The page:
- Originally printed: Liberty Magazine, August 8, 1931
- First reprinted in: Chips Off the Old Benchley
- Unable to compare reprint with original text – Liberty Historical Archives not available at Toronto Public Library
- Original Byline: unknown
As you might expect, given RB’s uniquely grounded brand of absurdity, the author never tired of burlesquing the barrage of bouleversements that swept through the art world during the first half of the 20th century. A close relative of E17, this piece is more successful, in that it strings together a stronger set of critical hits at the underground establishment, but it does boil down to the basic assumption that aesthetics should be a refuge from theory – not a lost continent submerged beneath successively waterier nouvelles vagues. It’s a fairly palatable take on philistinism, all things considered, but it’s not a view shared by your humble annotater.
Those reservations aside, this reader has no quarrel with Benchley’s invention of Straw Man Scrawler Jean Baptiste Morceau Lavalle Raoul Depluy Rourke – whose obsessive idées aren’t designed to fix anything. RB opens up a can of wild analysis in scrutinizing the feeble embodiment of Rourke’s theoretico-aesthetic ideals, a half-baked soufflé that wears its sub-mental symbols on its sleeve like so many cut-rate concept billboards. Bring on Art Revolution No. 4862!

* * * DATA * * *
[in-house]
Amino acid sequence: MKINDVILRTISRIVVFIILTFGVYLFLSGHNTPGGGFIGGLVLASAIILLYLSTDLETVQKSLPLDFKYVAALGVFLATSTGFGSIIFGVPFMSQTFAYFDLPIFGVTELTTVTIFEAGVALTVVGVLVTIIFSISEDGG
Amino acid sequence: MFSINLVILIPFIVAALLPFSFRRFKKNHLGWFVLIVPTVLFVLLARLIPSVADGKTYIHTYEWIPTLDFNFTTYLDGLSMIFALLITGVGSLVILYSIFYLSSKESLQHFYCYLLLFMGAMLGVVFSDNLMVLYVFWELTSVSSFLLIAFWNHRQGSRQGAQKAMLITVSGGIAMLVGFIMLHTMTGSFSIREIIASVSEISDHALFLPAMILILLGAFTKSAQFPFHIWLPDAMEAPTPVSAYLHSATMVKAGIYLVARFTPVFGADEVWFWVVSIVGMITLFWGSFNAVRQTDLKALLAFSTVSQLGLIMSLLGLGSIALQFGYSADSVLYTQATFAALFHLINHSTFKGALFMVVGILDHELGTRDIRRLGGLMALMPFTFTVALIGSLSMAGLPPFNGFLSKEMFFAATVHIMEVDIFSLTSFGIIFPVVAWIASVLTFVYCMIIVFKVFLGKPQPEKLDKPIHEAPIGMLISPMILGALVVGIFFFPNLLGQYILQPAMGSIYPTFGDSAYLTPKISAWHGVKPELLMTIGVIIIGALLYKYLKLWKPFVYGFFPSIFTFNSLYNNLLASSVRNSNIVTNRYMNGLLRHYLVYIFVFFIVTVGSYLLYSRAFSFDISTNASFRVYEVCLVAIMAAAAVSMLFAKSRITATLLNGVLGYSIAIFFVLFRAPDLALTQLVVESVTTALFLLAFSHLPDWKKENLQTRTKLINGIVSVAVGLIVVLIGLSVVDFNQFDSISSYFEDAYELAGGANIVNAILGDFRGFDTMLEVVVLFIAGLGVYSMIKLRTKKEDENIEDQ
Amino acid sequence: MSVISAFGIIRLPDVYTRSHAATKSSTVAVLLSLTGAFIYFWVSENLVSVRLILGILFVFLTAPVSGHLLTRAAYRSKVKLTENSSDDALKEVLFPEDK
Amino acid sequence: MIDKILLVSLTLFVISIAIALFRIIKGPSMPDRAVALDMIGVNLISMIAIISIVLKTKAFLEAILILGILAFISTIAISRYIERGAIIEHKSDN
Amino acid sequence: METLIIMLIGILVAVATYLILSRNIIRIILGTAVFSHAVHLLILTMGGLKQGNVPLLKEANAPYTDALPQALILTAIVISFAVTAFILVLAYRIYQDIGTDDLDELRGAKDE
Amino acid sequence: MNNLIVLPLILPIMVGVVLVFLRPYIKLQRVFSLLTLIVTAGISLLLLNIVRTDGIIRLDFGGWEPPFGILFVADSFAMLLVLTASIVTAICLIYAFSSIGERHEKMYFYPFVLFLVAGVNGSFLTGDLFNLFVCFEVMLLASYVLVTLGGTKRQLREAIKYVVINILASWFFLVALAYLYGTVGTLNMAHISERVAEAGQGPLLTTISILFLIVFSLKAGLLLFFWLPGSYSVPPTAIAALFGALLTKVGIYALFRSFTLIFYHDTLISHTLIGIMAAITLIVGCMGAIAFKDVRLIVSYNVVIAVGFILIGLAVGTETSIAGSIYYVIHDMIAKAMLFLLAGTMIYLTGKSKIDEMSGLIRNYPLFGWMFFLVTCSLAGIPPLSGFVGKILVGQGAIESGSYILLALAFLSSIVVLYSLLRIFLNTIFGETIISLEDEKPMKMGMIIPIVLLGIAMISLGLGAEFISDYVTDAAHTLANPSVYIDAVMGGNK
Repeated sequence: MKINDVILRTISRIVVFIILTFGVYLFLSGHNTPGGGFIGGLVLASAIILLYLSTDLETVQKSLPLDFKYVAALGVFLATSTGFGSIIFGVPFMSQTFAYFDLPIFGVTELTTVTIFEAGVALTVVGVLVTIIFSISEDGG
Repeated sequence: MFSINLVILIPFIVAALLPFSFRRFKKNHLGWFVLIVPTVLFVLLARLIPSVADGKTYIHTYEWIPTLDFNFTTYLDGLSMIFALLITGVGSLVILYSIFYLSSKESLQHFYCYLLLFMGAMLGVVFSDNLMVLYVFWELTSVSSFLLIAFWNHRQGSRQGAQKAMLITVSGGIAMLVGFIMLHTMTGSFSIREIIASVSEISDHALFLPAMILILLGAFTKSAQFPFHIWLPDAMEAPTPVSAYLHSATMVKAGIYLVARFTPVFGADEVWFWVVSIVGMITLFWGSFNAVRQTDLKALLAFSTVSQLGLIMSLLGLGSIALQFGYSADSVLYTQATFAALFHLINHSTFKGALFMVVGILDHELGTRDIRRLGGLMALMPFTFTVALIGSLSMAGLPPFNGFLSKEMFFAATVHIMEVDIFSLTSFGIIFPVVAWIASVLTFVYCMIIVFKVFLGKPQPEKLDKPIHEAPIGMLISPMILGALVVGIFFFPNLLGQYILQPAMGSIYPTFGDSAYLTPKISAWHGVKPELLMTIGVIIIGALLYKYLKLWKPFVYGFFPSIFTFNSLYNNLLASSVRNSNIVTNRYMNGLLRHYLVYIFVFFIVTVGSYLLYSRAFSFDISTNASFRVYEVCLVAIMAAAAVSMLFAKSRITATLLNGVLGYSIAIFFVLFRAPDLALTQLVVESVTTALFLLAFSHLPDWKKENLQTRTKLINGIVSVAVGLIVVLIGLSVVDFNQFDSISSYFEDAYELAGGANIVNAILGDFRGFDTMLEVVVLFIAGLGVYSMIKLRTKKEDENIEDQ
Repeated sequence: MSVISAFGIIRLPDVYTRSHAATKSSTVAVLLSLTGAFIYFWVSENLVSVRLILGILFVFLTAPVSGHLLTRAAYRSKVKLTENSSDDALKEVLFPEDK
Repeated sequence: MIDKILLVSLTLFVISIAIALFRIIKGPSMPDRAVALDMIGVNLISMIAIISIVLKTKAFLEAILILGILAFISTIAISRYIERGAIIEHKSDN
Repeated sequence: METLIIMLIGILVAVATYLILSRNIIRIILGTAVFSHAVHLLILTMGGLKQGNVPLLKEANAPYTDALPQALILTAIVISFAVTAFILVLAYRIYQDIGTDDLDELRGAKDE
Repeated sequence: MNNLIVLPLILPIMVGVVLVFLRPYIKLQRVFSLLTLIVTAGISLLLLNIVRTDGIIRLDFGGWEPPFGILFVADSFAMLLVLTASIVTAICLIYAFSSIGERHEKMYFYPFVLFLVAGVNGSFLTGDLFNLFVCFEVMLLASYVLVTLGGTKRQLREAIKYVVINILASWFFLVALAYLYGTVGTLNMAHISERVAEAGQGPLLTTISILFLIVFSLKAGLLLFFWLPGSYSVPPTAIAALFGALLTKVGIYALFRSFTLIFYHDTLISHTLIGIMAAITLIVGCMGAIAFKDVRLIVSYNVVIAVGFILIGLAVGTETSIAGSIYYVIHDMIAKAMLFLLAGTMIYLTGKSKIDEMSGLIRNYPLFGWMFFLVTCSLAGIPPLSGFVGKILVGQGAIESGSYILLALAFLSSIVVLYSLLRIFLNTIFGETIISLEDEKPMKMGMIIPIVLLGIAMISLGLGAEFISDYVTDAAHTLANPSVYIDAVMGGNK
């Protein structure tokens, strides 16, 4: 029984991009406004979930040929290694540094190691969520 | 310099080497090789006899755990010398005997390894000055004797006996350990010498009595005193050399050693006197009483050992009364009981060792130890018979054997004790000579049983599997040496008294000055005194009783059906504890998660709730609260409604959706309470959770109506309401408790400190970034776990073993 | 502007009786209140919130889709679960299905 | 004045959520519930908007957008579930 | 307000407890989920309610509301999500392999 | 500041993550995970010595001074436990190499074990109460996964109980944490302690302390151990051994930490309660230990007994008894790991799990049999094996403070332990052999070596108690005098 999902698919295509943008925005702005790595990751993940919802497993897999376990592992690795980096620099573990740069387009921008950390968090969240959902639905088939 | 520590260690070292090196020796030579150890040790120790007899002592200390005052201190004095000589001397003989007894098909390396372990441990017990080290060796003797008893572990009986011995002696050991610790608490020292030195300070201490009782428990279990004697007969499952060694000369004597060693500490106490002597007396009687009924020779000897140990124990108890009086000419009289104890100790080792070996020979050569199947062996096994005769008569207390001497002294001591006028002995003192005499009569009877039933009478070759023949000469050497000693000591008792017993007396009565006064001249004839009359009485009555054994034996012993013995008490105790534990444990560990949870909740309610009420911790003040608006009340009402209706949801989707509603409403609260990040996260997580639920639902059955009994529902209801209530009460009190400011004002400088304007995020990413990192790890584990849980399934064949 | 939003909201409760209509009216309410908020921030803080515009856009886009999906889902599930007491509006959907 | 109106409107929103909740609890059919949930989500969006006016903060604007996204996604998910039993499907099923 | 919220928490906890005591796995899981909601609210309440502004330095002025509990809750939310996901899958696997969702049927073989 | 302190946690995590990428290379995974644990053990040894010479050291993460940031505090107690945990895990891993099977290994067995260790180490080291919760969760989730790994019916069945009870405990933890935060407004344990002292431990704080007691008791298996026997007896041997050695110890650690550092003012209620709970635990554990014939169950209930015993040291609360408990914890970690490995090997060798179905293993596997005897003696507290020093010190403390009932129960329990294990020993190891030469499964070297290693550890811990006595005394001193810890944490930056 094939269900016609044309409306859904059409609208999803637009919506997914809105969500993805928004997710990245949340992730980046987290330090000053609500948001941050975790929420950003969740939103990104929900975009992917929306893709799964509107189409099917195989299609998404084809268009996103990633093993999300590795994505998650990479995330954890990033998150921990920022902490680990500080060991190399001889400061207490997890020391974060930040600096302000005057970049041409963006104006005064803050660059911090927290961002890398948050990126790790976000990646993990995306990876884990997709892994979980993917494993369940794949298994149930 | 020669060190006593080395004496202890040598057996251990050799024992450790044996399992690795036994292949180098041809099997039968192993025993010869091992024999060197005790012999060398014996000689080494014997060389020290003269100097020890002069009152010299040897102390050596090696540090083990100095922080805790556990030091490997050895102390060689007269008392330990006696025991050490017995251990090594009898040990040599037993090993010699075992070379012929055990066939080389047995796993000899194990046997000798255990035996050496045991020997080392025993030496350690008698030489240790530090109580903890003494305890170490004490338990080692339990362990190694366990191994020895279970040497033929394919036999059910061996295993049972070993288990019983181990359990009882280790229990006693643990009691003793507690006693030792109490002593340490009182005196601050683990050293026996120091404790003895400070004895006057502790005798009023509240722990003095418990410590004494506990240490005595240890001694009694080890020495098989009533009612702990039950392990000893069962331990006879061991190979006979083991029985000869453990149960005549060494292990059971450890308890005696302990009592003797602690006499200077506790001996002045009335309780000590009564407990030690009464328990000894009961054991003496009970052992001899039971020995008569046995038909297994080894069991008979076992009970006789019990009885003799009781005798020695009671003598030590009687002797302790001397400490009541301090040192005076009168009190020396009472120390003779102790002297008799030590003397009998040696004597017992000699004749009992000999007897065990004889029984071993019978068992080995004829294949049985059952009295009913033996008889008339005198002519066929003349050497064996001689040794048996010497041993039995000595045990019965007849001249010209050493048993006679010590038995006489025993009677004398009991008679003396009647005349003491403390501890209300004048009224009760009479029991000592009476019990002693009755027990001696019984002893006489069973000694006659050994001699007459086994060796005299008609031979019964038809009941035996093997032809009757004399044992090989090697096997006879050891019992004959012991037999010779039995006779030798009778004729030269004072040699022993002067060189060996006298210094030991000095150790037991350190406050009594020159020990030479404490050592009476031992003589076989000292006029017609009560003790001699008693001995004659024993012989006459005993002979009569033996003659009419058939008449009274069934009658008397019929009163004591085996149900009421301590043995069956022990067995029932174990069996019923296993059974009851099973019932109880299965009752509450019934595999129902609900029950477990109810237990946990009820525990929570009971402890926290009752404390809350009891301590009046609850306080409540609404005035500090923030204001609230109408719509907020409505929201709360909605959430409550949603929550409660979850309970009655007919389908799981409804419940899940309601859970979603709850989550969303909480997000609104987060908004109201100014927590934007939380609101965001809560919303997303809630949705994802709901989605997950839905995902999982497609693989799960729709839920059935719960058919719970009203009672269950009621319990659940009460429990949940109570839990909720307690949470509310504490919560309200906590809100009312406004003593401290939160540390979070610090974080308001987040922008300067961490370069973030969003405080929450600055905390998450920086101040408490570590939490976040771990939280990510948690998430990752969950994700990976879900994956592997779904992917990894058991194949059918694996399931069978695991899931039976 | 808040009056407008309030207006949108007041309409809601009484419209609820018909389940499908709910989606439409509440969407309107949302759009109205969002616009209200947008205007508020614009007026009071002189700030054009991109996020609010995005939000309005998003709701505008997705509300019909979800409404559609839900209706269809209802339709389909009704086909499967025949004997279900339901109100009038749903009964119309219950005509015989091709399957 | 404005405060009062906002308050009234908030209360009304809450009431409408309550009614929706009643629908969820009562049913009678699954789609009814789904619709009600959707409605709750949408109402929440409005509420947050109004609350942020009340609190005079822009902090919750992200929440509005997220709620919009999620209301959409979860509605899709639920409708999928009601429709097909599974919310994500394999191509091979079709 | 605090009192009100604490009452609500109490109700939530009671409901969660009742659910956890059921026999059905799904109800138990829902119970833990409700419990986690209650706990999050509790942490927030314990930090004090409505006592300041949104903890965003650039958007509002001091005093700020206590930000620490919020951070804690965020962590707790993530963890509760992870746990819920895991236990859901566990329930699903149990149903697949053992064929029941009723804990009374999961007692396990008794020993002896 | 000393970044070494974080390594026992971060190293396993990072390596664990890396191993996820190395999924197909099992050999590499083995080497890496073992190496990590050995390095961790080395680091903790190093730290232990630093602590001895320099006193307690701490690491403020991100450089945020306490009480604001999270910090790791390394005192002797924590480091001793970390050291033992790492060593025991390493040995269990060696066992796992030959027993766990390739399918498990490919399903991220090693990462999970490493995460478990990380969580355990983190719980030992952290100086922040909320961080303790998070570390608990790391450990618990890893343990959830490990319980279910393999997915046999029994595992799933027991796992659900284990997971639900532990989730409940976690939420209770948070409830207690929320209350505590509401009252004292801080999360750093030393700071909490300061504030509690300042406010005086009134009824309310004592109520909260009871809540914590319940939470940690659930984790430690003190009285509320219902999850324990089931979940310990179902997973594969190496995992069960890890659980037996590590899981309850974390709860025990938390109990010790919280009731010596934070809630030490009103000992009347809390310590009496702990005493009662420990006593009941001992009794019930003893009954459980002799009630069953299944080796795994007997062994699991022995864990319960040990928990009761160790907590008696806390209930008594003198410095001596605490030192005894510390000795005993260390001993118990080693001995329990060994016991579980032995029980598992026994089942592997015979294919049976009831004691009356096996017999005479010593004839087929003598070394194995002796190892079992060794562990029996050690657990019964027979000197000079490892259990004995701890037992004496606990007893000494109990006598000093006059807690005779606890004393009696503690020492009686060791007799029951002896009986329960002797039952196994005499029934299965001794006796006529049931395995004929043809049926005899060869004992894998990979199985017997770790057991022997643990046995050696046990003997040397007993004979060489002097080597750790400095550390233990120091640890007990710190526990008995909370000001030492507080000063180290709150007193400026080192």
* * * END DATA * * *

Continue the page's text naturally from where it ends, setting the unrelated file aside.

“Thus, the laughing snake in the lower left-hand corner of Mist on the Marshes is merely a representation of the spirit of laughing snakes, an has nothing to do with Reality. This snake is laughing because he is really not in the picture at all.”
“Whatever it is, you cannot deny that it is in the upper left-hand corner of the picture.”